Regenerative Agriculture and the Care Economy
Updated: Sep 8
Mustardseed Trust is concerned with restoring the balance between humans and the planet. We envisage a world in which all beings live in partnership with the web of life. We seek to enable thought leaders and organisations across the world that care for the Earth and promote care economies for the well-being of all beings.
There is an increasing consciousness that with a better understanding of these caring economies, our depleting and extractive way of production can be turned to a regenerative, circular, and overall healthier way of life. We will go from an economy of production to an economy of care. An economy is driven by human inspiration. Our current inspiration is to produce. We need to get inspired to care for the earth being the source of wealth and our health.
As an organization, we want to remain open-minded and critical towards our impact areas and our current interventions within them. We are also mindful that we ‘do not know what we do not know’ and that we may have bias in certain interventions because of our current partnerships or strategy. It is simply that we tend to support to what we are exposed to.
How does Regenerative Agriculture contribute to the Care Economy?
Increasingly we have been exposed to regenerative agriculture and in ecosystem restoration. We are now beginning to understand how to restore the earth and at the same time enable it to produce an abundant diversity of healthy food. We are beginning to understand that the biome that inhabits the earth and our gut are interrelated and must live in a symbiotic state. If this symbiosis exists then we have a good immune system, or natural intelligence to handle the innumerable viruses, fungi, parasites and bacteria that normally live in harmony with each other.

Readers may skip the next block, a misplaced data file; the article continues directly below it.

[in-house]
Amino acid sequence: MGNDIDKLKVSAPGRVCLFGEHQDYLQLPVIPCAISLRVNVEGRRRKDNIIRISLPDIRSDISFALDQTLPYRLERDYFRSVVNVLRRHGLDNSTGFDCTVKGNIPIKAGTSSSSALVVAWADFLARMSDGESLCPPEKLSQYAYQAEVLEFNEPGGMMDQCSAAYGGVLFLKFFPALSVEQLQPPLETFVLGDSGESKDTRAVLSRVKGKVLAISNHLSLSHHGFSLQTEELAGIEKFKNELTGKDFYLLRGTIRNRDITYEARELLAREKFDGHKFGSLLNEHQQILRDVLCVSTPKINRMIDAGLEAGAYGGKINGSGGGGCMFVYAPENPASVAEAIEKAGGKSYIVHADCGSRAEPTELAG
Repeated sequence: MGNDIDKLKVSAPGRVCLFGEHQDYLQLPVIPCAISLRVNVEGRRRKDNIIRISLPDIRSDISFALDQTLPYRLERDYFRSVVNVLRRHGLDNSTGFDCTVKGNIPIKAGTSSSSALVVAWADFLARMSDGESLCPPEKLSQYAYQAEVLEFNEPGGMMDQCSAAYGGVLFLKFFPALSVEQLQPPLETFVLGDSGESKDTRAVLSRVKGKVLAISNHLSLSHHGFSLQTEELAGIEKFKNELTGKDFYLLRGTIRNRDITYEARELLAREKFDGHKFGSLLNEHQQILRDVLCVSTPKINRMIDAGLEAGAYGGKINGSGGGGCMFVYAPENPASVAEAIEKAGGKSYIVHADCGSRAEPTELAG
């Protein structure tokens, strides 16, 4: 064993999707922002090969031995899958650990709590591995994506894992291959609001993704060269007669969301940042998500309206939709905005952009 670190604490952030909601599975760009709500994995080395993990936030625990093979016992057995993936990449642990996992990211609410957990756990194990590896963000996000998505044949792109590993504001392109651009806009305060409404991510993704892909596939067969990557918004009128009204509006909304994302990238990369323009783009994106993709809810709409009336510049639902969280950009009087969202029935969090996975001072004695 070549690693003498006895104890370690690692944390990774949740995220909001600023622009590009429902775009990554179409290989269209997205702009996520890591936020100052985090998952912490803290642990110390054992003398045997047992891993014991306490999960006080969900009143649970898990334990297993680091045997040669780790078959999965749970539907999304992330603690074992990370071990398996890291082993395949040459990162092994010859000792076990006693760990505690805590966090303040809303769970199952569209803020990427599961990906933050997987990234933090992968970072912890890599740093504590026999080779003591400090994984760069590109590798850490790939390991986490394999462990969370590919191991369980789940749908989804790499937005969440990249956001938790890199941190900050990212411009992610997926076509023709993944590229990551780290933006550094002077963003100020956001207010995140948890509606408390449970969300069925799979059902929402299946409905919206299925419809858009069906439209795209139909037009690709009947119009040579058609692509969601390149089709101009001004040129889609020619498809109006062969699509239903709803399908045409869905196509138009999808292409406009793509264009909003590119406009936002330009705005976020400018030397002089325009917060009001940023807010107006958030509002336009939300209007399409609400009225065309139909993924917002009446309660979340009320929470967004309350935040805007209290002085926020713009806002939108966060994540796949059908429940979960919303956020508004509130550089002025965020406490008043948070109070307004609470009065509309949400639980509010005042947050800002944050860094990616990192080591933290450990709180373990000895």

We call this emerging understanding permaculture, biodynamic, regenerative, agroecology and a host of other names. We started to listen to inspirational stories how investing in regenerative agriculture shifts our finance towards caring for the planet. We are watching inspiring talks from thought leaders in the space, such as lectures from Gabe Brown or this iconic talk by Dan Barber.
In order to learn more about regenerative agriculture, in short 'regenag' or 'RA', we embarked on a mapping exercise of initiatives in South America and Africa; two regions that are often overlooked, host many small-holder farmers who are increasingly under pressure to scale or industrialize. Read more & download these reports that hold a wealth of information here:
Regenerative agricultural enables a care economy
We are convinced that regenerative agricultural practices contribute to a care economy as it:
>> Grows nutritious food that restores the mental and physical well-being of its consumers.
>> Takes care of the commons by responsible use and restoration of Earth, water, air, biodiversity, and climate.
>> Restores the balance and connection between people and the earth. It balances healthy guts and healthy soils. It moves this connection from domination to partnership.
>> Gives farmers hope, a sense of purpose and strengthens their autonomy.
>> Contributes to the resilience to global warming, as it also sequesters carbon.
>> Realizes long-term sustainable financial return and bring back jobs, business activity, and security. It increases the value of land and decreases dependency on current financial systems.